The Middle East is on fire and British policies can influence the situation for good or bad. History shows that British and Western policy in the Middle East is not about promoting democracy or human rights, or even peace, but is rather a set of ad hoc, short-termist and often violent reactions to the threat of the day or the ally of the moment- it is partly this lack of any moral consistency that contributes to the mess in the region. Little heed is being given to a broader, long term picture – basically because elites don’t much care about ‘our’ (national) interests, only theirs.

Britain’s air force began bombing the Middle East 100 years ago, soon after airplanes were invented. Whitehall basically invented aerial bombing and we have the longest track history of not only launching the weapons but managing the propaganda. We’re in another terrible cycle.


  1. garry lee says:

    Wonderful piece,as ever by Mark Curtis.This is a must-read for anyone who wishes to grasp the breathtaking hypocrisy of endless UK governments.The very fact that Benn can even utter the word ‘moral’ is disgraceful in and of itself.’We’ are in the moral gutter and have been(as Curtis points out)for the past century.But who knows this history?It’s been flushed down the historical dustbin.Thus,Benn can give a craven speech which was sound and fury signalling nothing but PURE WIND!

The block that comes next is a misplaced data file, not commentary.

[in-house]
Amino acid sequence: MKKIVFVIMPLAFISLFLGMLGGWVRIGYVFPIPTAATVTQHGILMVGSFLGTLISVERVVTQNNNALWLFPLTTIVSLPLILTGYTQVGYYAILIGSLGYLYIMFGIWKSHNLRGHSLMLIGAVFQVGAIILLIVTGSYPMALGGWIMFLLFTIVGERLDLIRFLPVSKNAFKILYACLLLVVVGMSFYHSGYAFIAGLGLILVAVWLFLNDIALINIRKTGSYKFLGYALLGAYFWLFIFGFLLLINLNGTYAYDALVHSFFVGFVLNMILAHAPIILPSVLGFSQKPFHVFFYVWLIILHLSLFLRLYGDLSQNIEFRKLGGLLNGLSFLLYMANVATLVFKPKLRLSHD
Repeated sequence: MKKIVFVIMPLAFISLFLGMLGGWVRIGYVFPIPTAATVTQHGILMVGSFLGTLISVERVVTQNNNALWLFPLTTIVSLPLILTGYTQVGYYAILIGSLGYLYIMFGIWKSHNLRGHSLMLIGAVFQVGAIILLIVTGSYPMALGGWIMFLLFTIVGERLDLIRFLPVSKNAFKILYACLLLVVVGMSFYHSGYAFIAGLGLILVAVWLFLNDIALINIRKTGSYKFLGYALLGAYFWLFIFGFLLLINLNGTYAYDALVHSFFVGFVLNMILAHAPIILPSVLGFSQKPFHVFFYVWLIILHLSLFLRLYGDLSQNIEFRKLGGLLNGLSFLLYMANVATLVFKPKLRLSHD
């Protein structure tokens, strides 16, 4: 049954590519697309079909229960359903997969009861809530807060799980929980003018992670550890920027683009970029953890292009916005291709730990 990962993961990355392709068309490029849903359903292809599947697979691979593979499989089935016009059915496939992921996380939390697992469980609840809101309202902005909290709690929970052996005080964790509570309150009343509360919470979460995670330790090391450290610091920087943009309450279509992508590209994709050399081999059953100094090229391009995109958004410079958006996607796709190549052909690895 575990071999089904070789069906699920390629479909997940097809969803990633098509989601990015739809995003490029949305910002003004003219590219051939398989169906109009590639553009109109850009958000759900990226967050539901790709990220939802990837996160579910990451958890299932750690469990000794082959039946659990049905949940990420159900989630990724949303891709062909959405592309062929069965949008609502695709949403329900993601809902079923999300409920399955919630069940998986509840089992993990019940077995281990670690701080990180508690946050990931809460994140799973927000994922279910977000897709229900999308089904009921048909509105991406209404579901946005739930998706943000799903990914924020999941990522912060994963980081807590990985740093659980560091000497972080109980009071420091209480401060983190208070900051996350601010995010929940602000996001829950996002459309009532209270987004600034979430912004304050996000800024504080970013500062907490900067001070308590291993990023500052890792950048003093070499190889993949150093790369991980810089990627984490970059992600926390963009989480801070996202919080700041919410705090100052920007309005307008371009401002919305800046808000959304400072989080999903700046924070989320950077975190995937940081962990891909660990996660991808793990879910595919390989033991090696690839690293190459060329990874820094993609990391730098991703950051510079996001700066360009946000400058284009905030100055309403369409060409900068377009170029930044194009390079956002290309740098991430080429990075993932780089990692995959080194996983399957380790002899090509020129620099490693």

1. neilant says:

      I totally agree Garry, Mark states the facts & truth as always.. Warmongering holier than thou politicians like Benn & Cameron etc. plus the equally warmongering media culprits have continually brainwashed the majority of our population since WW2.. They believe they are ALWAYS right & justified in whatever they do, no matter how many 10s or 100s of thousands of defenceless civilians/children are killed/maimed etc. .. The Geneva Conventions & International Humanitarian Law dont apply to them when they decide to BOMB, INVADE, OCCUPY, INTERFERE, SANCTION any other country.. They only apply to the enemy..

  2. Lode Vanoost says:

    Hypocrisy is rampant in Belgian media as well. Most reporting about Molenbeek is thinly veiled anti-Arab racism. Here a different perspective on the real people of Molenbeek: http://thebricspost.com/amid-media-panic-a-brussels-they-do-not-know/

  3. Bernadette says:

    His father (Hilary Benn’s) must be turning in his grave.

  4. Roshi Sharma says:

    Mark – superb article. But is Western policy really short termist and ad hoc or is it not hand in hand with a wider longer term geopolitical strategy of capturing Mid East resources and control of the so called “World Island”?

  5. Eric B says: